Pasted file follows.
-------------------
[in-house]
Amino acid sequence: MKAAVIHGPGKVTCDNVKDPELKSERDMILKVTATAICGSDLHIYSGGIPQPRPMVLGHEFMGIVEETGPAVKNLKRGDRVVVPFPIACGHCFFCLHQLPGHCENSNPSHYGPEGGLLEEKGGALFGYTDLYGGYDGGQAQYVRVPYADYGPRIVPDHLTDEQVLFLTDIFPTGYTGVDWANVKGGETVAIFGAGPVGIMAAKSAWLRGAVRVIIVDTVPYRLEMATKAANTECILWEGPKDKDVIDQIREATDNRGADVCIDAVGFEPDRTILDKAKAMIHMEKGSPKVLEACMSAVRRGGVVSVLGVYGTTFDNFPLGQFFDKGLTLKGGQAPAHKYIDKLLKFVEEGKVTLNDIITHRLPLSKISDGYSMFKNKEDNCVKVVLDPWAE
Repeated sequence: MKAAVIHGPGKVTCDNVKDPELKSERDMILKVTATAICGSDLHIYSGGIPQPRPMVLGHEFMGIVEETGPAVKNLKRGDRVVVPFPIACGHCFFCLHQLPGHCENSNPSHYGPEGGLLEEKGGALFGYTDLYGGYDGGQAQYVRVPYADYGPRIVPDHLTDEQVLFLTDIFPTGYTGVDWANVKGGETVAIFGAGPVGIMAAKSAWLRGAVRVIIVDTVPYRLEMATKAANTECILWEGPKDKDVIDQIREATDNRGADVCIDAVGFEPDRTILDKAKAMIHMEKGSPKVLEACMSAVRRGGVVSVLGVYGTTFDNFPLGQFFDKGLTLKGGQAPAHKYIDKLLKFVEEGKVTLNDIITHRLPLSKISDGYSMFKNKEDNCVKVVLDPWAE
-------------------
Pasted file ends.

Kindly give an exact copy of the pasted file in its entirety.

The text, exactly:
[in-house]
Amino acid sequence: MKAAVIHGPGKVTCDNVKDPELKSERDMILKVTATAICGSDLHIYSGGIPQPRPMVLGHEFMGIVEETGPAVKNLKRGDRVVVPFPIACGHCFFCLHQLPGHCENSNPSHYGPEGGLLEEKGGALFGYTDLYGGYDGGQAQYVRVPYADYGPRIVPDHLTDEQVLFLTDIFPTGYTGVDWANVKGGETVAIFGAGPVGIMAAKSAWLRGAVRVIIVDTVPYRLEMATKAANTECILWEGPKDKDVIDQIREATDNRGADVCIDAVGFEPDRTILDKAKAMIHMEKGSPKVLEACMSAVRRGGVVSVLGVYGTTFDNFPLGQFFDKGLTLKGGQAPAHKYIDKLLKFVEEGKVTLNDIITHRLPLSKISDGYSMFKNKEDNCVKVVLDPWAE
Repeated sequence: MKAAVIHGPGKVTCDNVKDPELKSERDMILKVTATAICGSDLHIYSGGIPQPRPMVLGHEFMGIVEETGPAVKNLKRGDRVVVPFPIACGHCFFCLHQLPGHCENSNPSHYGPEGGLLEEKGGALFGYTDLYGGYDGGQAQYVRVPYADYGPRIVPDHLTDEQVLFLTDIFPTGYTGVDWANVKGGETVAIFGAGPVGIMAAKSAWLRGAVRVIIVDTVPYRLEMATKAANTECILWEGPKDKDVIDQIREATDNRGADVCIDAVGFEPDRTILDKAKAMIHMEKGSPKVLEACMSAVRRGGVVSVLGVYGTTFDNFPLGQFFDKGLTLKGGQAPAHKYIDKLLKFVEEGKVTLNDIITHRLPLSKISDGYSMFKNKEDNCVKVVLDPWAE